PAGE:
The memory transistor is programmed to store a first logic state by placing a charge on the floating gate of the memory transistor so that the charge falls within the first charge range. If the transistor is to be programmed to store a logic state other than the first logic state, the charge on the floating gate is reduced to fall within the remaining charge range that corresponds with the to-be-stored logic state by applying a second voltage to the semiconductor material, and connecting the plates that are associated with the remaining charge range (of the to-be-stored logic state) to the first voltage.

A better understanding of the features and advantages of the present invention will be obtained by reference to the following detailed description and accompanying drawings which set forth an illustrative embodiment in which the principals of the invention are utilized.

BRIEF DESCRIPTION OF THE DRAWINGS

FIG. 1 is a cross-sectional view illustrating a Frohmann-Bentchkowsky EPROM memory transistor 10.

FIG. 2 is a cross-sectional view illustrating a CMOS logic circuit 100 in accordance with the great-grandparent invention.

FIG. 3 is a graph illustrating a series of programming voltages versus physical floating gate lengths in accordance with the great-grandparent invention.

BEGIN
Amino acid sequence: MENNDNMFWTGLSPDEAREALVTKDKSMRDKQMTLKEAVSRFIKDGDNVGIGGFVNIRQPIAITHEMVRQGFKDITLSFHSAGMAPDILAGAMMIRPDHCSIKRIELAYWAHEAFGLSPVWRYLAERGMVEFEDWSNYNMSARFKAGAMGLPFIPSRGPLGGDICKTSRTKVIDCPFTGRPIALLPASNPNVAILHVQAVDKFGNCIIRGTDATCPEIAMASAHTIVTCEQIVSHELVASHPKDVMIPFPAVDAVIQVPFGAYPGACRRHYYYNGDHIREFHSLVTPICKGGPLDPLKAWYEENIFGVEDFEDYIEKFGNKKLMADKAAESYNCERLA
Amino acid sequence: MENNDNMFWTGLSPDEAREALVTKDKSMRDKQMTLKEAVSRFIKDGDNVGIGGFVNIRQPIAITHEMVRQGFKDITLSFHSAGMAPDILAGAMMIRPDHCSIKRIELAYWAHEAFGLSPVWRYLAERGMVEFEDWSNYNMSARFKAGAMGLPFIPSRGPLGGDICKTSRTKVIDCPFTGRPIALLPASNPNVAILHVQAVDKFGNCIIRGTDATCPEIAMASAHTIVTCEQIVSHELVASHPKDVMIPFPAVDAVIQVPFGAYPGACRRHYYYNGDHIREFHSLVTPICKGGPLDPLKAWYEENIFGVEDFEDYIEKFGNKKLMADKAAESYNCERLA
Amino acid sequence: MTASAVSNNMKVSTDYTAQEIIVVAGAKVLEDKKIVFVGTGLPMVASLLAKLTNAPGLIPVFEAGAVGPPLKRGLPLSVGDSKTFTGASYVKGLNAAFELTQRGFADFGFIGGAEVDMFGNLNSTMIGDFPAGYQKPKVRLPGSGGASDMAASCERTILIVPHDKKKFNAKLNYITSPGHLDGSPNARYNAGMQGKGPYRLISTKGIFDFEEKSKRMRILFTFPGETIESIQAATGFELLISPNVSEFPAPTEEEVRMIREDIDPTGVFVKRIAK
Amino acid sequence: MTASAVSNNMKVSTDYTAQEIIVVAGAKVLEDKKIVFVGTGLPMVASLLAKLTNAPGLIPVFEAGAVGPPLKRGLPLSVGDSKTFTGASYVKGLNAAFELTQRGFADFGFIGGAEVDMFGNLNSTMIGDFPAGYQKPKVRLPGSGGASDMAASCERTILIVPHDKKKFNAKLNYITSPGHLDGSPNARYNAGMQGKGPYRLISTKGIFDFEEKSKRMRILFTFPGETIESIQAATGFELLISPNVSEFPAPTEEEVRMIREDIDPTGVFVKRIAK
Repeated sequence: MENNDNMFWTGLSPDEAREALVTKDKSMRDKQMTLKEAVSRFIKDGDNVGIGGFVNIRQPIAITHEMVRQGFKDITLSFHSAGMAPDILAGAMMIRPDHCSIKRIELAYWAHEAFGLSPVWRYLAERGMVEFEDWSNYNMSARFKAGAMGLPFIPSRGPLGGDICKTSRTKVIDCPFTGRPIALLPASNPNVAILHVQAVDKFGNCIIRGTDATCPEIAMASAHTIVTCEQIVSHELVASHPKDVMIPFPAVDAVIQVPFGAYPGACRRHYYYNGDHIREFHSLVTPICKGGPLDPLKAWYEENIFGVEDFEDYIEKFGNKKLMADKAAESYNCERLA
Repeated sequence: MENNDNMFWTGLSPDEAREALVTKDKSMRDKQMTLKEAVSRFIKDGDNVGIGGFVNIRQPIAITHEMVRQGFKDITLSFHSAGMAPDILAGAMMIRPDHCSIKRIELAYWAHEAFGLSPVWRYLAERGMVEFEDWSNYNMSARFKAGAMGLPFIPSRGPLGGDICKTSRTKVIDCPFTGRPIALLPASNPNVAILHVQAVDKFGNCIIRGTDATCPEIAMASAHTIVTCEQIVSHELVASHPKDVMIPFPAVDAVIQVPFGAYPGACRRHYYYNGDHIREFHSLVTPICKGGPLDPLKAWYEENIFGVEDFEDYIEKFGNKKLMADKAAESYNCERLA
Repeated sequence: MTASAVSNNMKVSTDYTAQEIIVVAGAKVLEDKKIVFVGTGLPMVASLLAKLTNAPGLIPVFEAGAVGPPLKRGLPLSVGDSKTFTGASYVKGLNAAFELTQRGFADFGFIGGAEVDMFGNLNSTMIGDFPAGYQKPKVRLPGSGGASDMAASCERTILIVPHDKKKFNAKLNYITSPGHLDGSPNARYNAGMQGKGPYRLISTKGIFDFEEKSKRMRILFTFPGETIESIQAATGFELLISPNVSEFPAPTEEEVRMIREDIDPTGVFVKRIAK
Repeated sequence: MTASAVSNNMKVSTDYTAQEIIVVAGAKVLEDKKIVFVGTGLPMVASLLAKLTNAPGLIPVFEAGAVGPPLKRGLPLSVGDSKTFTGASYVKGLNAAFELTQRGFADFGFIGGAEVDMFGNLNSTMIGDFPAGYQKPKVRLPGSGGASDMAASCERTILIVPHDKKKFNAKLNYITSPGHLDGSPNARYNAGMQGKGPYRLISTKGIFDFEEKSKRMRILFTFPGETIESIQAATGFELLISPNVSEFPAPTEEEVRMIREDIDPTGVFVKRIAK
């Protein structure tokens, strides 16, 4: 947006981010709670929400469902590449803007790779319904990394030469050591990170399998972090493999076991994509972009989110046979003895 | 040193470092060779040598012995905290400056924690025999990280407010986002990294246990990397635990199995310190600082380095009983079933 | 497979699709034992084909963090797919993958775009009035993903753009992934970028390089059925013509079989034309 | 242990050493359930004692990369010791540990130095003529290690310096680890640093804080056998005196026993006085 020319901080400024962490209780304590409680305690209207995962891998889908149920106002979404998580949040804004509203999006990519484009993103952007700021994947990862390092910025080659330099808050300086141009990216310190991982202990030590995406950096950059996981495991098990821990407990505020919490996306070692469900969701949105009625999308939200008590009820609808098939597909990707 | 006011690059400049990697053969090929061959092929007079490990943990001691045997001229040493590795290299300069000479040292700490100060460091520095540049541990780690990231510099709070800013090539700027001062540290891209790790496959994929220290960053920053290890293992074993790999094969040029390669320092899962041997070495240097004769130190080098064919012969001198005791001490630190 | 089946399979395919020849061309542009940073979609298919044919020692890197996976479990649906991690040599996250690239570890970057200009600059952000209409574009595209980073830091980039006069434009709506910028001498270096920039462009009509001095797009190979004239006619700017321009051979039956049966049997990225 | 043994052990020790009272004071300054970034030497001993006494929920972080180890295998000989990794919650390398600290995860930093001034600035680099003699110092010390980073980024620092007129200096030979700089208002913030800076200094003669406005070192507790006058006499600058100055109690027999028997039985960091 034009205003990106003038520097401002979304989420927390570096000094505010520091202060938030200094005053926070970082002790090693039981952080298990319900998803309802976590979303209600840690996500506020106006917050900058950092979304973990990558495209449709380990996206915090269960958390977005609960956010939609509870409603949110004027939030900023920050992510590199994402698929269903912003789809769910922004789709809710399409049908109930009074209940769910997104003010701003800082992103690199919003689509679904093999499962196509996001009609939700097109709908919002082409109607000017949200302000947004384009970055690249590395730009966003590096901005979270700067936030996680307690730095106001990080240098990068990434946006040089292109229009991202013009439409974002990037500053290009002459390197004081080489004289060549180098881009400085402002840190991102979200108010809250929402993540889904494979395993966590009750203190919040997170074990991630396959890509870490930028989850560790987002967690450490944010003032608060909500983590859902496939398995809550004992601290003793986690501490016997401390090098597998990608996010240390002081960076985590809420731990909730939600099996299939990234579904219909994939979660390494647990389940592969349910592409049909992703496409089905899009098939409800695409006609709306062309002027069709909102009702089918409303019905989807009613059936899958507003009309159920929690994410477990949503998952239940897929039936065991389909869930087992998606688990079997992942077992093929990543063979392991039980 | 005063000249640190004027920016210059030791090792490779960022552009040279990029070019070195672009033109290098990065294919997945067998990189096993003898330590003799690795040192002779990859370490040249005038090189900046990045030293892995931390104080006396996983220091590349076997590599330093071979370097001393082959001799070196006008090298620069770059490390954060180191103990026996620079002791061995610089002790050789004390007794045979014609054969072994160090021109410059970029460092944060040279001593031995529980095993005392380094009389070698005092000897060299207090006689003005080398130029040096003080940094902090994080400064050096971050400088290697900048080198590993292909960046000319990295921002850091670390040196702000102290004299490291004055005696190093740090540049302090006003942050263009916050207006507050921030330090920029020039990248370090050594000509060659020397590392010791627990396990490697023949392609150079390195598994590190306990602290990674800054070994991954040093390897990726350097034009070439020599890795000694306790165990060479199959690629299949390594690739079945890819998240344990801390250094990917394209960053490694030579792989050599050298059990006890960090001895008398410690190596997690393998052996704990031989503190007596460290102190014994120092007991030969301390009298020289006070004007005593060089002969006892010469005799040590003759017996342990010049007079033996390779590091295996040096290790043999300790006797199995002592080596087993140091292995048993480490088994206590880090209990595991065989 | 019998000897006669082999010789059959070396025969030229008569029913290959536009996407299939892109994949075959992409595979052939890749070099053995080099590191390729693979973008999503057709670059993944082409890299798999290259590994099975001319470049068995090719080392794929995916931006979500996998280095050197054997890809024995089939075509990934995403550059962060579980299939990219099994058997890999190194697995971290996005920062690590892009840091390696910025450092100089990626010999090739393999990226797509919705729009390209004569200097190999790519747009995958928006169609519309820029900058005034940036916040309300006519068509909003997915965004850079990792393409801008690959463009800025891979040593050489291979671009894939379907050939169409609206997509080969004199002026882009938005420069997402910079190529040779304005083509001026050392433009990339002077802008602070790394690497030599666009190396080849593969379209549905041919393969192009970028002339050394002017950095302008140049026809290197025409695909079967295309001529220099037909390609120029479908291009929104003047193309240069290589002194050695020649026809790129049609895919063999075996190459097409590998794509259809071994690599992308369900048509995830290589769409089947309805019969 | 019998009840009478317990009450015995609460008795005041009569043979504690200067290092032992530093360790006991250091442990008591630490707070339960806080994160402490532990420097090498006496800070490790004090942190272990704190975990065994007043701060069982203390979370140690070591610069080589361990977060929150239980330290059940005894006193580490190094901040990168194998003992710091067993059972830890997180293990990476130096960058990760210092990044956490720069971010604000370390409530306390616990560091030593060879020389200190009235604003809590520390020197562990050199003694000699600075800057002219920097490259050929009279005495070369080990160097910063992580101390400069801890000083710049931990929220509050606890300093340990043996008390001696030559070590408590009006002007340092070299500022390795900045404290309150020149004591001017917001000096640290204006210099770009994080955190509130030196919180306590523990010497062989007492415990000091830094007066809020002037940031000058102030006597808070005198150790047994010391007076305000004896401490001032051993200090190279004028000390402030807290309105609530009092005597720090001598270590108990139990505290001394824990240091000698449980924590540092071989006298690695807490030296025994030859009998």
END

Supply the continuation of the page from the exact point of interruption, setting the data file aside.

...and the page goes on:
FIG. 4 is a schematic diagram illustrating a portion of a memory device 200 in accordance with the grandparent invention.

FIG. 5 is a plan view illustrating a layout 300 of a portion of device 200 in accordance with the grandparent invention.

FIG. 6 is a cross-sectional view taken along line 6--6 of FIG. 5.

FIG. 7 is a schematic diagram illustrating a portion of a device 400 in accordance with a first alternate embodiment of the grandparent invention.

FIG. 8 is a plan view illustrating a layout 500 of a portion of device 400 in accordance with the grandparent invention.

FIG. 9 is a cross-sectional view taken along line 9--9 of FIG. 8.

FIG. 10 is a schematic diagram illustrating a portion of a device 1000 in accordance with a second alternate embodiment of the grandparent invention.

FIGS. 11A-11E are timing diagrams illustrating the operation of device 1000.

FIGS. 12A-12E are timing diagrams illustrating the operation of device 1000.

FIG. 13 is a schematic diagram illustrating a portion of a device 1300 in accordance with a third alternate embodiment of the grandparent invention.